City council approves SDSU West for November ballot after city attorney’s analysis shows ‘uncertainties’


David Santillan

Director of Athletics John David Wicker unveils the renderings for SDSU's proposed Campus West stadium in November 2017.

by Bella Ross, Senior Staff Writer

The San Diego City Council voted unanimously to send the SDSU West initiative to the voters in November.

The decision came after an analysis of the SDSU West initiative from the San Diego City Attorney’s office concluded that there are “many uncertainties” in the measure.

“The initiative is difficult to analyze because there are so many uncertainties,” wrote Leslie FitzGerald, the senior chief deputy city attorney who signed the report.she dra.

The SDSU West initiative seeks to make use of the existing SDCCU Stadium site by turning it into a “campus environment,” including housing, classrooms, hotels, retail, a stadium and a river park.. The proposed project is likely to compete against the opposing SoccerCity initiative in the polls this November. That initiative seeks to bring a Major League Soccer team to San Diego through the development of a stadium and entertainment hub on the same site.

While the headline of SDSU West’s website prominently reads, “No Cost to Taxpayers,” the wording of the actual initiative communicates this point with less certainty. According to FitzGerald’s report, the initiative’s use of taxpayer funds is “unclear.”

According to the report, the initiative said, “River Park improvements [will] be made at no cost to the City General Fund.” However, the report said the initiative failed to rule out the use of other city funds in reference to the River Park, which sits on City-owned property.

Due to the River Park’s location, the report said that a California Environmental Quality Act review would be required, which would generally call for additional funding from the developer to pay for subsequent staffing. However, the initiative does not indicate how this staffing will be funded. The initiative then neglects to address how maintenance of this City-owned property will be paid for.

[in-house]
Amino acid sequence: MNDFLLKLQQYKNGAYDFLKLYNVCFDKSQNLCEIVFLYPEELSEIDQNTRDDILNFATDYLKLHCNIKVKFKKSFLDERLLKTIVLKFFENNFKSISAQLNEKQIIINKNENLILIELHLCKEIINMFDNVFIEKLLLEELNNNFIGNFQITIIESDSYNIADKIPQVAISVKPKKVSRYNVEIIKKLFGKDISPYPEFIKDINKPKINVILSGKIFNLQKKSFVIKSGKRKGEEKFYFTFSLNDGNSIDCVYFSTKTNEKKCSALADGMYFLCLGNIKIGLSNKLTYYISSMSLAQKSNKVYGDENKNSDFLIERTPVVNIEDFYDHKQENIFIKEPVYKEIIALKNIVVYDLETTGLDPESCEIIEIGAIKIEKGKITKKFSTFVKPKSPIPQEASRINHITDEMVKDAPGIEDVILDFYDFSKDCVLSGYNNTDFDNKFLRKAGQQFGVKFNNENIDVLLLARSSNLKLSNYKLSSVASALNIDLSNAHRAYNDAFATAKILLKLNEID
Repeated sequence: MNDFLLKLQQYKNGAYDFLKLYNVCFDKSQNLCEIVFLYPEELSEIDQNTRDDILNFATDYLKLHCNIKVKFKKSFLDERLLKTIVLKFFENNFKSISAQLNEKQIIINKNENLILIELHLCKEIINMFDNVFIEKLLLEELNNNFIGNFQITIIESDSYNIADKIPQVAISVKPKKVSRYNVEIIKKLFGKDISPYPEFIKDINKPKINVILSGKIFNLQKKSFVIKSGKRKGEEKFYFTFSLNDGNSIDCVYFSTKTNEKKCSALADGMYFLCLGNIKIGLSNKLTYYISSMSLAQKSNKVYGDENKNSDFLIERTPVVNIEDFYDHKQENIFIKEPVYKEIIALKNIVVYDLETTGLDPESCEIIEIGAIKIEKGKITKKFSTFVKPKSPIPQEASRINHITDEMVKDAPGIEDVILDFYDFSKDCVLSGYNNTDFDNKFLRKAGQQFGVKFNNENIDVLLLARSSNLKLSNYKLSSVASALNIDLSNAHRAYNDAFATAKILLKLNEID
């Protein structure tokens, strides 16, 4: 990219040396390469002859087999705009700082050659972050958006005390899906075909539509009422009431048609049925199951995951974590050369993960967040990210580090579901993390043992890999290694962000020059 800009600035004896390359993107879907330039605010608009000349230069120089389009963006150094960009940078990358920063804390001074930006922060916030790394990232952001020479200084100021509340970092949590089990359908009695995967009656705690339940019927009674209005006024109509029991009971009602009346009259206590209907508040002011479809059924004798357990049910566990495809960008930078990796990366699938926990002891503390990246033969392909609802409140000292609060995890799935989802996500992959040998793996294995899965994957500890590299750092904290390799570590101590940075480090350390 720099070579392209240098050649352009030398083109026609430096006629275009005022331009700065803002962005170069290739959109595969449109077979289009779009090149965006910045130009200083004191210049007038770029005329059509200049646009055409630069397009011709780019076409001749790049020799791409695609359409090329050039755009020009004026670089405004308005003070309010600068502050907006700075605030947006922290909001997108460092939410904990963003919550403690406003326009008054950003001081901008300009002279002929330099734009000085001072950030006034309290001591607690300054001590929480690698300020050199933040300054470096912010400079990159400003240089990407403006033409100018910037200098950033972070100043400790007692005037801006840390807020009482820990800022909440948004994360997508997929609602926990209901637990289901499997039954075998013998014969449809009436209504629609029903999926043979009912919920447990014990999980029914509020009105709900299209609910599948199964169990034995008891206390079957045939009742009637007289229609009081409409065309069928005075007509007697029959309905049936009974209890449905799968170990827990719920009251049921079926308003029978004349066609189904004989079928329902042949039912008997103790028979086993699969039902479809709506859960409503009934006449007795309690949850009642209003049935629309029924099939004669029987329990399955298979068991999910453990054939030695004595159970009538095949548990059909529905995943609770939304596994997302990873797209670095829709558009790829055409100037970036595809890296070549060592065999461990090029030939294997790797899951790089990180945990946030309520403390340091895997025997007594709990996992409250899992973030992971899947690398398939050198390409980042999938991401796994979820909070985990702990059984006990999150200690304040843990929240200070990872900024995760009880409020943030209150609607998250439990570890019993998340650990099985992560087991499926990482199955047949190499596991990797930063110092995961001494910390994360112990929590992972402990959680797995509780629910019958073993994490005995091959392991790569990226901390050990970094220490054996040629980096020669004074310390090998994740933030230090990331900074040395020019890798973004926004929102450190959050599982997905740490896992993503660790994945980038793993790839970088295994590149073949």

SDSU West Steering Committee member Kim Kilkenny said he does not find the initiative to be unclear in regards to the role of taxpayer funding.

“What the initiative says is that San Diego State has to provide a river park at no cost to the city,” Kilkenny said. “The initiative is really clear on that.”

The San Diego Police Officers Association announced on March 6 that they officially endorse the SDSU West initiative and oppose the SoccerCity initiative. This is after the Sierra Club announced their endorsement for the initiative on Feb. 27.

“We’re obviously very honored and pleased that these organizations would endorse out initiative and oppose SoccerCity,” Kilkenny said.

SDPOA President Jack Schaeffer said the Association supports SDSU West due to their perception that this project serves the best interest of the public, as opposed to SoccerCity.

“This is public land, and it should be used for a public purpose that benefits our entire community,” Schaeffer said in a statement. “The SDSU West initiative ensures the city will be paid fair market value for this important public asset, guarantees an open and transparent planning process and creates a river park and open space along the San Diego River accessible to all San Diegans.”

SoccerCity Project Manager Nick Stone said he disagrees that SDSU West is the best solution for San Diegans, citing that Elliot’s memo has highlighted the initiative’s transparency problem.
“The City Attorney’s analysis exposes the empty promises that the developer promoters of SDSU West are making to San Diego,” Stone said in a statement. “ It’s clearer than ever that the so-called SDSU West initiative, while hiding behind the university’s name, is really about protecting the interests of Mission Valley land barons on the backs of San Diego taxpayers.

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